The interim government of Afghanistan led by Taliban has blocked more than 23 million websites for displaying what it considers immoral content.
The interim government of Afghanistan led by Taliban has blocked more than 23 million websites for displaying what it considers immoral content over the year since the Taliban took power in the country, Najibullah Haqqani, the minister of communications in the Taliban administration, said on Thursday.
“We have blocked 23.4 million websites. They are changing their pages every time. So, when you block one website another one will be active,” TOLOnews quoted acting Minister Najibullah Haqqani as saying at a conference.
Speaking at the same conference, the deputy communications minister in the interim government, Ahmad Masoud Latif Rai, also criticized Facebook for its reluctance to cooperate with the Taliban authorities on content moderation.
After the collapse of the US-backed government and the withdrawal of US troops from the country, an interim Afghan government led by the Taliban came to power on August 15 last year.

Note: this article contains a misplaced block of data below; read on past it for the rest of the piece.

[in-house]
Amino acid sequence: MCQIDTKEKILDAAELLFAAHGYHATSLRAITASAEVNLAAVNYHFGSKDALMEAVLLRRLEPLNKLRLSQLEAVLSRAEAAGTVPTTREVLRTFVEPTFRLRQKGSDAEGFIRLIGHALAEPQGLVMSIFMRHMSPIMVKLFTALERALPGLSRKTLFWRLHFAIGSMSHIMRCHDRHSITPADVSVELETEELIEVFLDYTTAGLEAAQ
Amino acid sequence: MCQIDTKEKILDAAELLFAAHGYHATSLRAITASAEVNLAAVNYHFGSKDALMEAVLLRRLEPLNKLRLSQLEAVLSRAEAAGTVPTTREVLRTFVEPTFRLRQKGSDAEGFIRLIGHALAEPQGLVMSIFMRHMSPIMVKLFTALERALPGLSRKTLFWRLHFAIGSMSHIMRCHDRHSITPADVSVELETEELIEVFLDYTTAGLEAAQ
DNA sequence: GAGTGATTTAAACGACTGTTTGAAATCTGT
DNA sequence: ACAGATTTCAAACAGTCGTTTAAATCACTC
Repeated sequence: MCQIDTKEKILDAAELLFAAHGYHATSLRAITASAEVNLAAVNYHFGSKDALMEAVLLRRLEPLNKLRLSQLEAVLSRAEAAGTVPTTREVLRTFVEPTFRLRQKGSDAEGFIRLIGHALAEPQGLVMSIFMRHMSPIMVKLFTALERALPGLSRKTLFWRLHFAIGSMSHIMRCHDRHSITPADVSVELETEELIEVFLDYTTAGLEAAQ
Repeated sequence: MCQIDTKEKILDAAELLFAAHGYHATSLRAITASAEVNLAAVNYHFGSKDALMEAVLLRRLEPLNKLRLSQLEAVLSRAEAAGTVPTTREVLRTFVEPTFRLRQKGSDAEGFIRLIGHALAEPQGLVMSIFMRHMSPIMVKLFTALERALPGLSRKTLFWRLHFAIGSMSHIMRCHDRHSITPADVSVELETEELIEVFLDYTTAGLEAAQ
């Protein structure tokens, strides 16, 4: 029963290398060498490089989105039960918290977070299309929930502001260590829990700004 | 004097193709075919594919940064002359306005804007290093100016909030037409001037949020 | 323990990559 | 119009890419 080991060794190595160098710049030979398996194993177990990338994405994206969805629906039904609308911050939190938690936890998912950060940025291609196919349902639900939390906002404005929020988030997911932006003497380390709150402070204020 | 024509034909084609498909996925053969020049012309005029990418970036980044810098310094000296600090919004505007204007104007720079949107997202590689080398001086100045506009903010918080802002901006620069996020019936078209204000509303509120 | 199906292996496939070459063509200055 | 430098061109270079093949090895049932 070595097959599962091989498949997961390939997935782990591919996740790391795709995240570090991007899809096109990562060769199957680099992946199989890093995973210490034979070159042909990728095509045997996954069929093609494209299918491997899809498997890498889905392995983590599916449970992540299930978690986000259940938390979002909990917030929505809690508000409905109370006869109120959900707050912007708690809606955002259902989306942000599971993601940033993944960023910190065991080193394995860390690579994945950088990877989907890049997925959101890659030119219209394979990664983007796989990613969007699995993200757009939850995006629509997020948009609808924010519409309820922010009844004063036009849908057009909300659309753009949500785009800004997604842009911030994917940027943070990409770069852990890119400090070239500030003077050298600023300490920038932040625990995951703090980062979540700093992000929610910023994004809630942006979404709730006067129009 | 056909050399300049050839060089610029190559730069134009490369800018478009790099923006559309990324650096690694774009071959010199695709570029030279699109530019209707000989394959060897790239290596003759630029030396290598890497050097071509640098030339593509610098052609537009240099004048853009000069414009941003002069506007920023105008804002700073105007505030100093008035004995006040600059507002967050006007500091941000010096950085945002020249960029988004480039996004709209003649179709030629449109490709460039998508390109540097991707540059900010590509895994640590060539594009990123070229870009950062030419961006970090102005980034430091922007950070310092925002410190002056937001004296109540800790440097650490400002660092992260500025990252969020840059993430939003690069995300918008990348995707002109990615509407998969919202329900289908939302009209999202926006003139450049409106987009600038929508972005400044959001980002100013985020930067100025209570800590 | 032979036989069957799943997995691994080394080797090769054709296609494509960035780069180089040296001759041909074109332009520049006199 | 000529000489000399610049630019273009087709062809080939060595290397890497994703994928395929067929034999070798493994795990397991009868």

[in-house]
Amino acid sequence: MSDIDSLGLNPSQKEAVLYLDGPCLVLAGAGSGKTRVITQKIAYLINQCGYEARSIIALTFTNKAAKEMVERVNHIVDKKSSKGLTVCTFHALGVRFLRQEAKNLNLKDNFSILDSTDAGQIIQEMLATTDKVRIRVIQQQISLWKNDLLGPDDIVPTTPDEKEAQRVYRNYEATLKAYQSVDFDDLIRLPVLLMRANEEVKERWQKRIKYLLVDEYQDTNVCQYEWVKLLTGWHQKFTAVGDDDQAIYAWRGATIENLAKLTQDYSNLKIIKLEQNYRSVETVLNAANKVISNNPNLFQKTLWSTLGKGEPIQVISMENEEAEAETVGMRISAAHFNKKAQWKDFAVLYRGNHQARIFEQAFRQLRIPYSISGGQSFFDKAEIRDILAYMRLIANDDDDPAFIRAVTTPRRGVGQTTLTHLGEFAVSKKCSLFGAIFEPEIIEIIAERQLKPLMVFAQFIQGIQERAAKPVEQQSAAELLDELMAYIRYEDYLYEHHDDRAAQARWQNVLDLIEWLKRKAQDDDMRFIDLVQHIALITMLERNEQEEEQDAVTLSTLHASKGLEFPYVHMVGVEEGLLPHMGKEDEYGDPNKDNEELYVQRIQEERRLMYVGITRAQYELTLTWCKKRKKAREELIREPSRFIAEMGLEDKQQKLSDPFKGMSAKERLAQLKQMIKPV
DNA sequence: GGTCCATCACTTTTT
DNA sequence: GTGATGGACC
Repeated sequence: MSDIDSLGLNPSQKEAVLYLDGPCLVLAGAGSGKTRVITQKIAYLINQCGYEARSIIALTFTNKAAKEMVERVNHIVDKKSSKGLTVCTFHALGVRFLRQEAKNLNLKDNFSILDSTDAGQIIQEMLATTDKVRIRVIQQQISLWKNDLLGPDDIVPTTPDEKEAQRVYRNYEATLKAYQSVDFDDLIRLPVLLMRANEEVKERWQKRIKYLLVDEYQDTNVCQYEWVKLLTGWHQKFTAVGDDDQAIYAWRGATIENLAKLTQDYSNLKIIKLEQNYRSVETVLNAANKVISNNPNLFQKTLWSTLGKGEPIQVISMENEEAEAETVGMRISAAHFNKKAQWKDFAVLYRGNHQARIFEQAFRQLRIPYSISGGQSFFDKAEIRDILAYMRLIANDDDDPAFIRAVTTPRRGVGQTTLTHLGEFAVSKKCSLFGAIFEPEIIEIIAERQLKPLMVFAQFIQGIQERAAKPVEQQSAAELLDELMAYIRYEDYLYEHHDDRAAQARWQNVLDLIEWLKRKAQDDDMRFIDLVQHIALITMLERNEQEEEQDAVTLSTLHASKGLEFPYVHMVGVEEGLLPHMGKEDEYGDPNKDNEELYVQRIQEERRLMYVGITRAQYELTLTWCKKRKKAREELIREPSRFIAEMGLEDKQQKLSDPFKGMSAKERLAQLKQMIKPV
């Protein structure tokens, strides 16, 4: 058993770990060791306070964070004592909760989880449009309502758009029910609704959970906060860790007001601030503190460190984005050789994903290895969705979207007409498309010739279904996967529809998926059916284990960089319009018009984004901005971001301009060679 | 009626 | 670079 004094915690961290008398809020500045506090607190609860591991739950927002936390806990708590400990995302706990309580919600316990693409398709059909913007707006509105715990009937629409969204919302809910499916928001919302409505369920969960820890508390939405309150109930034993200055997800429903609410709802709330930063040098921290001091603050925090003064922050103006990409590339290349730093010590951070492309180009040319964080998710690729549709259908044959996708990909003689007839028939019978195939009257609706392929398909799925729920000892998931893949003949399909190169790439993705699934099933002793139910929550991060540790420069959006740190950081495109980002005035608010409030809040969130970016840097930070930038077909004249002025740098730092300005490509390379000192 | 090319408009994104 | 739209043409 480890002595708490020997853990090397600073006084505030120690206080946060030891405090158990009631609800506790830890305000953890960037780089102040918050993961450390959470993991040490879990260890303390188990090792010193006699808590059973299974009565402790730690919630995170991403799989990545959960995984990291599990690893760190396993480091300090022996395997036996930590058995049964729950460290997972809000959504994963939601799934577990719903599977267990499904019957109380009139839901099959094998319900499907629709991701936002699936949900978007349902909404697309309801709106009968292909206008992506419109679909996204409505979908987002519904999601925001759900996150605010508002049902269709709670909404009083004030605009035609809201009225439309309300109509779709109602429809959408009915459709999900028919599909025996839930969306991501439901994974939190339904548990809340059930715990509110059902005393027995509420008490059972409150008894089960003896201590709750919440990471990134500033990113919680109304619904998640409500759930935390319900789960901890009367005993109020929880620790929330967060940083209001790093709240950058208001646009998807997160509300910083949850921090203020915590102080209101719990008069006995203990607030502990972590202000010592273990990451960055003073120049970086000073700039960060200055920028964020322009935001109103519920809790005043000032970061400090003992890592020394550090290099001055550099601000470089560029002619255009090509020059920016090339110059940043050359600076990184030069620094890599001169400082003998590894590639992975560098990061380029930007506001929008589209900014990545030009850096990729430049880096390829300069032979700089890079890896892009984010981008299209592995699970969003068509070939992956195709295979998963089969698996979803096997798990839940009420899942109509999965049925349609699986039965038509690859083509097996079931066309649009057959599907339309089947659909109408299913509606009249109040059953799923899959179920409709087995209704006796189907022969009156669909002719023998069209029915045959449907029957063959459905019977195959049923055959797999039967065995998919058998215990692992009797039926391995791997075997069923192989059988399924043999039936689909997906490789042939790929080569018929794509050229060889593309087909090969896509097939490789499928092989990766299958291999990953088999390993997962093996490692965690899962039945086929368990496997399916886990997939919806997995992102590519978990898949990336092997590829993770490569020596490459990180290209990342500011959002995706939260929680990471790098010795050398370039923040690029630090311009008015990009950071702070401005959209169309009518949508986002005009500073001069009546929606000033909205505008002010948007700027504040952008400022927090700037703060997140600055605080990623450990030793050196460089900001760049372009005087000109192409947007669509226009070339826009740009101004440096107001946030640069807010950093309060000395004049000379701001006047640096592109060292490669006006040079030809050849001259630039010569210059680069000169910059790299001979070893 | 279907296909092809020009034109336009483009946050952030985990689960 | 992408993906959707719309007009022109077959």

The Taliban takeover triggered an economic crisis and food shortages that have pushed the country to the brink of a humanitarian crisis. Thousands of Afghans have fled the country fearful of the Taliban, widespread violation of human rights, and the deprivation of women and girls of their freedoms.
Since the Taliban took over Afghanistan in mid-August last year, it rolled back the rights of Afghan media outlets and their functioning.
According to UNAMA, there have been significant changes in the country’s media landscape, including the closure of more than half of the free media, a ban on several channels and websites and rising work restrictions, violence, and threats against journalists.
Earlier in May, while reporting a women’s demonstration, journalist Roman Karimi and his driver were detained and tortured by the Taliban.
Over 45 per cent of journalists have quit since the Taliban assumed power. The ever-increasing restrictions against media in Afghanistan have also drawn widespread criticism globally with the United Nations (UN) and the Committee to Protect Journalists (CPJ) decrying the arrests, demanding the terror outfit stop harassing local journalists and stifling freedom of speech through continued detentions and threats.
The Taliban had promised women’s rights, media freedom, and amnesty for government officials in the group’s first news conference after the takeover in August. However, activists, former government employees, and journalists among others continue to face retribution.